Superstar Salman Khan is as famous for never being politically correct as he is for always speaking straight from the heart. The actor, who has delivered five consecutive blockbusters during Eid, is now gearing up for the release of Sultan.
In a group interview with Catch, apart from speaking about the difficulties he underwent to look like a wrestler in the Ali Abbas Zafar directorial, Salman also spoke about why he has stayed away from sports-based films, wearing a 'langot' for the first time, censorship in Bollywood films and more. Excerpts:
This is the first time you will be seen in a langot. Do you think that will draw more people to theatres?
It will be disastrous if people don't go to watch the film, hai na? On a serious note, it is just one section of the film where I will be seen in a langot. You've got to give it to the wrestlers who wear a langot while fighting as it requires a lot of courage. It is very difficult. To me, the design of the langot mattered a lot as I didn't want it to look vulgar. I was conscious about it as I am a star and many people across the world are going to watch me.
Was it tough for you to get the Haryanvi wrestler look right?
You can't look like a wrestler till you haven't trained to be one. You need to fight in the ring and learn all the techniques, falls, and movement to make the fight sequences look authentic. It is difficult yaar, but I took it as a challenge.
What took you so long to sign a sports-based film?
It was high time for me to act in a sports-based film. This was the first good sports film that came to me. Chak De! was offered to me but I left it because even Shah Rukh Khan should be a part of a few great films (laughs). When I was offered Chak De!, my image was totally different as I was doing Partner and those kind of films. My only thing in Chak De! was that my fans would expect me to wear a wig and win the match for India which would not work for the film. That was not my genre at that point in time. It was a more serious kind of film and I was doing more of commercial cinema, which I am still doing. I will never move out of the commercial cinema zone but it is just that there will be a lot of meaningful cinema in the commercial zone. Have a look at my choices in the last six years. Ready, Dabangg, Kick, they all were such meaningful films (laughs). I am serious, Ready was like Anees Bazmee's Hum Aapke Hai Koun or Hum Saath Saath Hai.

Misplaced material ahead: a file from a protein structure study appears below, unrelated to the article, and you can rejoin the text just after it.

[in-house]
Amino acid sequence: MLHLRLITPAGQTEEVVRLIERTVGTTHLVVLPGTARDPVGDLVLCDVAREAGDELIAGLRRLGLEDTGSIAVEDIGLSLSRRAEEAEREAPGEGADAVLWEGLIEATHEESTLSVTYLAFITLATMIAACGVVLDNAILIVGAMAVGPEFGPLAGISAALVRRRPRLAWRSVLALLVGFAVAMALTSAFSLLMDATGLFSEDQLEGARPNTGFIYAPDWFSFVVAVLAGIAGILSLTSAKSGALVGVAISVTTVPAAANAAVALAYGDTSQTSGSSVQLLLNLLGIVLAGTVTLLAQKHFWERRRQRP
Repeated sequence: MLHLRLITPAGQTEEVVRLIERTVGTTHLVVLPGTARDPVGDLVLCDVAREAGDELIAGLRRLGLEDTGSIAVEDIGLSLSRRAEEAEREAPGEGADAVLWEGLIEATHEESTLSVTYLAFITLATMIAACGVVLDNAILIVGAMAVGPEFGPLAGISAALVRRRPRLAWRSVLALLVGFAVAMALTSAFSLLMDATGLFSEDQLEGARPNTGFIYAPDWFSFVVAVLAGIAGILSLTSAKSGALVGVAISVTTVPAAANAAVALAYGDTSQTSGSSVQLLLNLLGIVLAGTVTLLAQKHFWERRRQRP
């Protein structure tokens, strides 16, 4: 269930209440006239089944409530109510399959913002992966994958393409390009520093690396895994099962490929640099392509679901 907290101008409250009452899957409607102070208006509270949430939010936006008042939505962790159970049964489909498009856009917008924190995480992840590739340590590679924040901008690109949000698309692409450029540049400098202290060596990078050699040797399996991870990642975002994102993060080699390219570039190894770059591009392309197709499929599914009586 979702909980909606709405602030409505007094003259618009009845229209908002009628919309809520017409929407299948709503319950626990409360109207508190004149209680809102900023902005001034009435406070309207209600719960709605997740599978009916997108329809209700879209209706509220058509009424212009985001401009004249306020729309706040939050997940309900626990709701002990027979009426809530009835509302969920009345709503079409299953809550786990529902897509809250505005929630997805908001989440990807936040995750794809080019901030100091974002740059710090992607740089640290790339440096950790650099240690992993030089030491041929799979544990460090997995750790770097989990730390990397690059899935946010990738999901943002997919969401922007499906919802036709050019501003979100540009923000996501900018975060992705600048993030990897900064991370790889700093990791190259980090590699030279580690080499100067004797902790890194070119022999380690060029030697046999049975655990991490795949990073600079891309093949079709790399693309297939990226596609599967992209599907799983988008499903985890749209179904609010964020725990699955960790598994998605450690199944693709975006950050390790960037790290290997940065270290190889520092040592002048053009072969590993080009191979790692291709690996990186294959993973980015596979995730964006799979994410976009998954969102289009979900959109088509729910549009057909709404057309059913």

After Bajrangi Bhaijaan, are you looking to sign films from different genres?
Whatever I like in the first narration, I do it without giving it a second thought. If I hear a script and everyone around me praises it but I don't like it, I won't do it. There are a few directors who pressurise me to listen to the script again after reworking it and I will even listen to it but if the script does not excite me in the first narration, I will never do it.
Ali Abbas Zafar said 'Salman Khan was the first and last choice for Sultan'. What do you have to say about that?
Many directors have gone on to say 'We would not have made this film without Salman Khan' but then if I reject their script they go and make it with someone else. The same had happened with Chak De! India. I did Ek Tha Tiger, had I rejected it Kabir would have made it with Shah Rukh Khan or Aamir.
What is your take on the censorship controversy surrounding Udta Punjab?
The Censor Board assigns three different ratings i.e. U rating, U/A rating and A rating. I think the board should come up with more ratings like X rating, XX rating, XXX rating depending on the kind of film it is. I don't think you can ask any filmmaker to not release his film. During Bajrangi Bhaijaan, we were asked to change the title as they had issue with Bajrangi and Bhaijaan together in it. Why do we change it? If the film was set in Maharashtra, the film would be calledBajrangi Bhau, if the character travelled in UP, the film would be called Bajrangi Bhaiyaa. So it was pointless to change the title.
to be continued...